The C. David Molina First Generation Professionals Program celebrates five years of jump-starting careers
|Vanuhi “Vannie” Karapetian|
Vanuhi “Vannie” Karapetian (JD 2018) will never forget hearing USC Gould Professor Camille Gear Rich tell her and other first-generation students, “You belong at this school.”
Karapetian, then a 1L, recalls Rich’s encouraging words: “You didn’t get in by accident. You’re entitled to ask questions to your professors. You belong here just as much as everybody else does.”
Professor Rich knows exactly how I feel, she thought, and realizing that everyone in the room experienced “impostor syndrome,” something shifted. “It was relieving, almost cathartic,” she says.
After Rich’s talk, Karapetian, today an associate at K&L Gates LLP in Los Angeles, became a regular at events hosted by USC Gould’s C. David Molina First Generation Professionals (FGP) Program. She served on the executive board as a 3L and mentors other students with her background.
Launched in 2015, the FGP program at USC Gould celebrated its fifth year in fall 2021. The program provides services to 142 students facing unique challenges ranging from socio-economic burdens to a lack of familiarity with the professional world. FGP emphasizes inclusivity with seminars on topics like resume writing, interview skills and “Dressing the Part,” as well as networking and mentorships.
2L Vanasis Ohanian, current FGP co-president and a mentee of Karapetian, says, “Mentorship is everything. I really appreciated having someone there who was genuinely invested in me and my success.”
She benefitted from Karapetian’s feedback on her cover letter and resume, and from interview advice as she successfully pursued a summer internship with Simpson Thacher & Bartlett LLP in L.A. She has since been named as the firm’s 2L Diversity Fellow, a position that comes with a $50,000 scholarship.
Ohanian made it her goal as FGP co-president “to take the program to the next level.” Events this year include “networking as an FGP student” and a panel featuring attorneys, mediators and arbitrators from 10 different firms who introduced their practice areas and stayed for a Q&A. At the beginning of each semester, 1Ls could also attend panels where top-performing 2Ls shared tips on everything from how to excel in a class of a specific professor, preparing for class and taking notes. Holding the event at the beginning of the year, Ohanian says, has allowed students “to kill it from the start.”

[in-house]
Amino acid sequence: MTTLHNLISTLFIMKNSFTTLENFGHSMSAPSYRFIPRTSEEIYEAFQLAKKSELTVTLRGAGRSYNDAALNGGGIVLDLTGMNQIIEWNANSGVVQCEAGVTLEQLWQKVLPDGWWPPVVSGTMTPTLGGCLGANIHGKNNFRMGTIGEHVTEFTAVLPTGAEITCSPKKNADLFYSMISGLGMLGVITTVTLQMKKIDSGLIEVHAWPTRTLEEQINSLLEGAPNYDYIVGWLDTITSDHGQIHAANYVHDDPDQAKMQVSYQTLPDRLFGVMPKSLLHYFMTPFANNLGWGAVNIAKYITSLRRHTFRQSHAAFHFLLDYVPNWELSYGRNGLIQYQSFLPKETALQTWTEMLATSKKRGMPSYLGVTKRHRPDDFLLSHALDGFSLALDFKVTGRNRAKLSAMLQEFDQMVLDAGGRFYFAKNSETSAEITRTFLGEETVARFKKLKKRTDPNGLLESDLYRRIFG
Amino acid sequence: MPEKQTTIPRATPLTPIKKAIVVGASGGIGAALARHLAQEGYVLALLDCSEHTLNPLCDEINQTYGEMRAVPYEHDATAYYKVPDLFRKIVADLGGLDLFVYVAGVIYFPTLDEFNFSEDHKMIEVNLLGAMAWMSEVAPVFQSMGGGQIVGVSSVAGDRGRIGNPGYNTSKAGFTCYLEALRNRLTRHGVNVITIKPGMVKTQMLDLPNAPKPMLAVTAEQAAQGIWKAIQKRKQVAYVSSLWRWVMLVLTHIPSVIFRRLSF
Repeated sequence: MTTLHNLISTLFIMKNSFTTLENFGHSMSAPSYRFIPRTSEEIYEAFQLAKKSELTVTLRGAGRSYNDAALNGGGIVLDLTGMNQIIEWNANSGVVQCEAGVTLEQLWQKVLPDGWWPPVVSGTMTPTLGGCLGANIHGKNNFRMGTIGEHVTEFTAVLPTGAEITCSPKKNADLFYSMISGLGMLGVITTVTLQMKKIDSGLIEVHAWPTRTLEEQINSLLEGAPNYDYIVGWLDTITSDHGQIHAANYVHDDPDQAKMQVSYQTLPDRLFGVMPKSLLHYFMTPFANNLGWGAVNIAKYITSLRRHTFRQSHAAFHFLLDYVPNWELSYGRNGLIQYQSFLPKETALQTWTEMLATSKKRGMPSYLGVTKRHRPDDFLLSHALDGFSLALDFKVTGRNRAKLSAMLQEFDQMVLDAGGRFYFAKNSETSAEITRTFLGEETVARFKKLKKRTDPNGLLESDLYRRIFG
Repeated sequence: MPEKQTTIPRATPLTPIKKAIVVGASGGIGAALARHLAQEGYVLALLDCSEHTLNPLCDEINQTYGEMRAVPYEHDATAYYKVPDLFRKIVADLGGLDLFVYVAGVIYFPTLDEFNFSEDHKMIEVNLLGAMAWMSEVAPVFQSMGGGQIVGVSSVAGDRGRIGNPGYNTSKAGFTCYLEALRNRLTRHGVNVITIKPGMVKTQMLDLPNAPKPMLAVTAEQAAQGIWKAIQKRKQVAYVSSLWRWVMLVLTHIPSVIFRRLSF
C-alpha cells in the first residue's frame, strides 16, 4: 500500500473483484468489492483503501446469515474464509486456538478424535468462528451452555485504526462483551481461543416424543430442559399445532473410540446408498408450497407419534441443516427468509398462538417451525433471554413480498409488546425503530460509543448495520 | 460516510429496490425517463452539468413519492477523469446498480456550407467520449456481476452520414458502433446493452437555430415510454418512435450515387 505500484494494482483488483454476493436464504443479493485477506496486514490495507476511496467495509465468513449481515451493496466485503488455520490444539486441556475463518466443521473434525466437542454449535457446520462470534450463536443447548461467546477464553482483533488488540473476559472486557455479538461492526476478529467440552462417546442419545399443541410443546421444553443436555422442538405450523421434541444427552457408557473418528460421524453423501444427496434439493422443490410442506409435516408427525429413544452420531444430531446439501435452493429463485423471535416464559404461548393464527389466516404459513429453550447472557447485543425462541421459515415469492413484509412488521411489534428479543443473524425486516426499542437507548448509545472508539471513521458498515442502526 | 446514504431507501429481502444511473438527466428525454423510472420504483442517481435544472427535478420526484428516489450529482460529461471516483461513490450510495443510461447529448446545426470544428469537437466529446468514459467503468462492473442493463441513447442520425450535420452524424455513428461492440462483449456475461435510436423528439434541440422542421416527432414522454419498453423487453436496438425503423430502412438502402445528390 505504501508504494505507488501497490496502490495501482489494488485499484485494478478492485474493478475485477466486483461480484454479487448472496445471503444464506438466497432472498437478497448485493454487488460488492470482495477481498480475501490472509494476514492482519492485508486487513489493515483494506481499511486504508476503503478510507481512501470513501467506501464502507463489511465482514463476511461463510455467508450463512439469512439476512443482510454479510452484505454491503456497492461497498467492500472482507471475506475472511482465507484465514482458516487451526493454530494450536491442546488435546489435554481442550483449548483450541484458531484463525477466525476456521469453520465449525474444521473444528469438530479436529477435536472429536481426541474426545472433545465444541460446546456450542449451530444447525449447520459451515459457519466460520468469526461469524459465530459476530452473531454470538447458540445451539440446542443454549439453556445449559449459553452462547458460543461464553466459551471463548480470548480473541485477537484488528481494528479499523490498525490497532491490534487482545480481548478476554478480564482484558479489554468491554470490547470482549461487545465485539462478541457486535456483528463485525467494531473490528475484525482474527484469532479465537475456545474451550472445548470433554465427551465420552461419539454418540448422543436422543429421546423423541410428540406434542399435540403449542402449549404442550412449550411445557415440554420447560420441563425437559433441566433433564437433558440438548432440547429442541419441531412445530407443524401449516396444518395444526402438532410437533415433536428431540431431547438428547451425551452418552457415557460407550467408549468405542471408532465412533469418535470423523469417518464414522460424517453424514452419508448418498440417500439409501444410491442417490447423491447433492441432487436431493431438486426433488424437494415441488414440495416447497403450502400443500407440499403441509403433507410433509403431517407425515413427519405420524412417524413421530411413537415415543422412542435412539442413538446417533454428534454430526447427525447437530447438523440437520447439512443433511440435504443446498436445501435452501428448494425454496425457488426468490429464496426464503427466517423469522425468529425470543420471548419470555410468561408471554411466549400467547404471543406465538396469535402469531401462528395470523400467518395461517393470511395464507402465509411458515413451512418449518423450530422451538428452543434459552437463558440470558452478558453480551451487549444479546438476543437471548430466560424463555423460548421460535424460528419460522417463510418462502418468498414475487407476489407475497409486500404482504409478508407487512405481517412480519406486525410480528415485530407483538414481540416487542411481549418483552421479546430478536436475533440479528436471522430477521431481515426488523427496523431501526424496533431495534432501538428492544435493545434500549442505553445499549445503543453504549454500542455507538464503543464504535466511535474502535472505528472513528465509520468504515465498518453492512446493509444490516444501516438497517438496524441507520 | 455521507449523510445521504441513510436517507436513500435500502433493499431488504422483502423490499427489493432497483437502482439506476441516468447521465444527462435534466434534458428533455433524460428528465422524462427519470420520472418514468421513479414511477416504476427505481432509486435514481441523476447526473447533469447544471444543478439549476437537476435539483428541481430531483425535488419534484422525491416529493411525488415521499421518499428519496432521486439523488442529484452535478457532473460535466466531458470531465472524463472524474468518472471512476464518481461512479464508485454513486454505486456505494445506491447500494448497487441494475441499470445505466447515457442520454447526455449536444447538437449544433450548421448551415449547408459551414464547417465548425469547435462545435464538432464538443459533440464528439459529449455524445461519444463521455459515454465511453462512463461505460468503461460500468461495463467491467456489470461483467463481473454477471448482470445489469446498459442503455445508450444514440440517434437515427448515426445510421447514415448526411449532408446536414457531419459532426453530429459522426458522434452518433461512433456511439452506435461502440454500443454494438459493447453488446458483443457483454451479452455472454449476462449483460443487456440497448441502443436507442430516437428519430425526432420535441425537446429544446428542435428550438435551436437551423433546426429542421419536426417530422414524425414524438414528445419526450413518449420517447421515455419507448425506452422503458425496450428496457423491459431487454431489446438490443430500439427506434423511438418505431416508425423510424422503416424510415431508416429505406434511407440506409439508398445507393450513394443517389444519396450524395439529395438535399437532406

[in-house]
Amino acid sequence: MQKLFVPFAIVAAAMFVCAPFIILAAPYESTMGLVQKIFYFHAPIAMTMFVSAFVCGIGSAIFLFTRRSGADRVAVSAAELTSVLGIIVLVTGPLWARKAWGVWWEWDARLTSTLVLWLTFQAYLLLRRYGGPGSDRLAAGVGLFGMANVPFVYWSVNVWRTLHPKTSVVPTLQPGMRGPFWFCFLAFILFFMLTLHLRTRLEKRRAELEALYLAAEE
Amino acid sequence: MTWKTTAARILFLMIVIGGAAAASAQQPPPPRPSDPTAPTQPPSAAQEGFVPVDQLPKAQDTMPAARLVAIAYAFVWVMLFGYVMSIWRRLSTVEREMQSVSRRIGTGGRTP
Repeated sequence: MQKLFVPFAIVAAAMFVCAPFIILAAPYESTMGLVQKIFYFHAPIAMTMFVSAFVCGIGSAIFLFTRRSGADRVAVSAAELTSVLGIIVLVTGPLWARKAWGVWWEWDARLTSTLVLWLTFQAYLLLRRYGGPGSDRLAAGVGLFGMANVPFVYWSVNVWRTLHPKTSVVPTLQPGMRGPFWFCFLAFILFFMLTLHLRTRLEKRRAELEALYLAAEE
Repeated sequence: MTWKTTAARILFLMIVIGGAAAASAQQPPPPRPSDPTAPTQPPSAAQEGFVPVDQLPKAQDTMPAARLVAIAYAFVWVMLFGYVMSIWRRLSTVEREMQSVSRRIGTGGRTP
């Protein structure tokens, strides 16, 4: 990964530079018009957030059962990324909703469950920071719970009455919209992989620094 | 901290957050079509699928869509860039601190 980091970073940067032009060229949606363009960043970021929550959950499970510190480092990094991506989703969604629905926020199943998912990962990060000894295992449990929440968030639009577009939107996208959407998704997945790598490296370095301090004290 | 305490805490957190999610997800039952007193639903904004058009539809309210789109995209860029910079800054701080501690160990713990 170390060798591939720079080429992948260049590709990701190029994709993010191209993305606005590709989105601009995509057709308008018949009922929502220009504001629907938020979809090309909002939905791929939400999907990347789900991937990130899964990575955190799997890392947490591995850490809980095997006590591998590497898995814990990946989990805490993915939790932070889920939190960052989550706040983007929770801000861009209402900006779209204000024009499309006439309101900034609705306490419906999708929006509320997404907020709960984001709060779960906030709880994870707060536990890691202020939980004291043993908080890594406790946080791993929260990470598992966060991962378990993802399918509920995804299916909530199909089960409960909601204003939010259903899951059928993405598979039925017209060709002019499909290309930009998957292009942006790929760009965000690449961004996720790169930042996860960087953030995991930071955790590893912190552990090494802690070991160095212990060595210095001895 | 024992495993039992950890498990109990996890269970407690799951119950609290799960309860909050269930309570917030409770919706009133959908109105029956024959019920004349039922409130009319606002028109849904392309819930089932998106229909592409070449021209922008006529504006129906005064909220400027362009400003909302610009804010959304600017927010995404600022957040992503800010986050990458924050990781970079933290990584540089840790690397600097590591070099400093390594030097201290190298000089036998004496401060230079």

Initiated by Dean Andrew Guzman, the FGP program was one of the first in the country to be officially sponsored by a law school administration and immediately drew backing from alumni and the wider Trojan network.
Judge Michael C. Kelley at the Los Angeles County Superior Court, who serves on the USC Gould Board of Councilors and earned his B.A. from USC, is a strong supporter of FGP, in part because he sympathizes with students’ fears of not measuring up. “I was the first college graduate in my family, so I had personal experience with the self-doubt that can plague even the most successful students when they enter a top tier law school like Gould.”
Kelley participates in networking events, mentors students and recruits FGP students for summer externships. His message to them is that “they need to be confident that they belong; and that they should lean on the things that brought them success so far.”
|Dean Andrew Guzman with John Molina, whose $3 million donation supports the C. David Molina First Generation Professionals Program.|
In addition to feeling isolated, many first-generation law students face economic pressures, and the program now awards scholarships to all entering first-year FGPs.
In 2019, FGP received a $3 million boost from John Molina (JD 1989), and was renamed in honor of the philanthropist’s father. A first-generation college student and emergency room physician in Long Beach, C. David Molina established clinics making health care accessible to the lowest-income patients.
John Molina has explained his backing of the FGP program with the central role that it plays “in furthering the law school’s efforts around diversity and opportunity.”
His gift supports the FGP program in perpetuity and, along with it, the John Molina Scholarship Fund benefitting students from challenging socioeconomic backgrounds.
For Ohanian, the scholarship “greatly reduced the financial burden of completing my law degree.” Enrolling at Gould after a two-year gap, she, like many other first-generation students, was unable to rely on her family for financial support and before receiving the scholarship, had to work to sustain herself.
Karapetian, who lived on financial aid throughout her time at USC Gould, remembers paying the rent with an FGP-sponsored $500 stipend at the end of her first semester.
“It was really helpful,” she says. “People looking at a school like USC assume that the students have the financial support they need. But that’s just not the case.”